Using that methodology you may get the best of all worlds. You may get butterflies, moths, goldfinches, bees and all sorts of wildlife. You certainly will get a 15 minute walk on a handy field at least once a week. How's the oul ticker?

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Windyacre
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PostPosted: Wed May 27, 2009 10:08 pm    Post subject: Re: Large weedy meadow Reply with quote

Thanks walltoall for all your time and information. Selective weedkiller it is then. I was actually collecting shrubs at a nursery today and I got some more advise on my weedy meadow. So what I now intend to do is cut and mulch, after 3 days use 1 ounce per square yard of fertiliser, after another 2 days cut and mulch, then after another 3 days use a selective weedkiller ( 2 4-D was mentioned).
I will probably only be able to do a certain area at a time so I will also try your idea of making up a selective and spraying as I walk through the grass(or lack of it!). My above plan is weather permitting of course and I dont call myself windyacre for no reason. Its going to be difficult to stick to my plan with the winds I get here, so I am certain it wont be a strict plan. So its going to be a busy summer and I think the 15 minute walk through could take an hour. So the battle begins, with my spray bottle in hand, ribwort plaintains here I come!
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Sean Ph'lib
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PostPosted: Wed May 27, 2009 10:48 pm    Post subject: Reply with quote

Windyacre, be advised: 2 4-D has been linked to non-Hodgkins lymphoma, endochrine disruption, reproductive troubles and a host of other ailments. I wouldn't even take the top off a bottle of it, let alone use it.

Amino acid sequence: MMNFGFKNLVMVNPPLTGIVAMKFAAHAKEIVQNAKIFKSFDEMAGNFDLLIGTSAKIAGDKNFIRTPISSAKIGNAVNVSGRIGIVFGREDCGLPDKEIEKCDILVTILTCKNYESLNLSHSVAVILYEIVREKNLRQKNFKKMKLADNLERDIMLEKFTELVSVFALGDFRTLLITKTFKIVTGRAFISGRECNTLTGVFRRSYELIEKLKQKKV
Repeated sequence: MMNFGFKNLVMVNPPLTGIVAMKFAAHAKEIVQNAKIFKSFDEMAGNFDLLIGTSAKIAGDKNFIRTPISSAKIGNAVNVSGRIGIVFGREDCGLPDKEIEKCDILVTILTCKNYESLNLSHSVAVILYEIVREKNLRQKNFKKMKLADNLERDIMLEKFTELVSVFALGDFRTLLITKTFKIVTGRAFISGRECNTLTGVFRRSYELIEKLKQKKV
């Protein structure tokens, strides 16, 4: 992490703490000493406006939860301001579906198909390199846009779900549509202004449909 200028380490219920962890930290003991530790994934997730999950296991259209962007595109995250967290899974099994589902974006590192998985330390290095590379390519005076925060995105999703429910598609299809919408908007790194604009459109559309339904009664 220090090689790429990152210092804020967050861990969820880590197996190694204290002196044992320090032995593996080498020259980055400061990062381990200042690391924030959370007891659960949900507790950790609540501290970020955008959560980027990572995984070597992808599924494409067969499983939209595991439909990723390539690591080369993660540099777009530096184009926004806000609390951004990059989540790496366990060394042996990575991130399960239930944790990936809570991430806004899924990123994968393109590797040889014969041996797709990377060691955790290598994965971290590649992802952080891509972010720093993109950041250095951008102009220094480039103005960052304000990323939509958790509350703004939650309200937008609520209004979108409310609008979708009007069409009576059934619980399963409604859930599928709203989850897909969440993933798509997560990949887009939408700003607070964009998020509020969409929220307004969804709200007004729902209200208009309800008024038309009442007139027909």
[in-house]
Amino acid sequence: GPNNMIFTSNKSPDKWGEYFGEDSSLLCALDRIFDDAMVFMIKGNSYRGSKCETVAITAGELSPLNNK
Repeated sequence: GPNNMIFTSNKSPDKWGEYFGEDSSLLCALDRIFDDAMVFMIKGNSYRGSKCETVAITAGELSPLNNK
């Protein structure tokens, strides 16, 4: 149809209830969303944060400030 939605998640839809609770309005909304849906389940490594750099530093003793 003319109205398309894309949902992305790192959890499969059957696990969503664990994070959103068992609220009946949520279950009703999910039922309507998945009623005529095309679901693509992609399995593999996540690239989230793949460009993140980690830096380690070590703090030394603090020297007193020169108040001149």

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walltoall
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PostPosted: Thu May 28, 2009 5:33 pm    Post subject: selective weedkillers kill people too. Reply with quote

I agree with you Sean. I only ever open bottles of any weedkiller in the open, never breathe in fumes and use only a handgun at close range and with the wind behind me. The effects of agent orange defolient are still being felt in Vietnam after two generations. So Widyacre use that breeze to good effect.
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AJ
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PostPosted: Wed May 09, 2012 7:47 pm    Post subject: Reply with quote

Wonder how he got on, have exactly the same problem myself this year. Ribwort has gone absolutely mad over the past couple of weeks. See 2 4-D is not recomended. What alternatives do you recomend.
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walltoall
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PostPosted: Thu May 10, 2012 7:43 am    Post subject: grassy meadows Reply with quote

There is nothing wrong with 2 4 D as long as you take the precautions I do. Any 'selective' weedkiller will deal with broad leaf plants and is esp good if you go weed by weed rather than scatter spray all over the place.
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PostPosted: Thu May 10, 2012 11:28 am    Post subject: Re: grassy meadows Reply with quote

walltoall wrote:
There is nothing wrong with 2 4 D as long as you take the precautions I do. Any 'selective' weedkiller will deal with broad leaf plants and is esp good if you go weed by weed rather than scatter spray all over the place.



Good afternoon retired trouble maker.
Tthank u for your reply.Think I'll do the 15 minutes trick and cover it over a couple of weeks. I have 3/4's of an acre, which is probably grazing type grass but cuts up good enough for me. If I let it go any more I'll end up with no grass.The speed at which this has take over is frightening.Just one other question, am I looking for a product whick is marked 2 4-D or a product which incorporares it.

Regards

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michael brenock
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PostPosted: Thu May 10, 2012 8:23 pm    Post subject: Reply with quote

I thought it was 2 4 5T that was agent orange and not 2 4 D. I often recomended 2 4 D for difficult weeds on lawns. The best control for 3-4 acres of grass is livestock grazing goats sheep or horses.
michael brenock horticultural advisor (retired)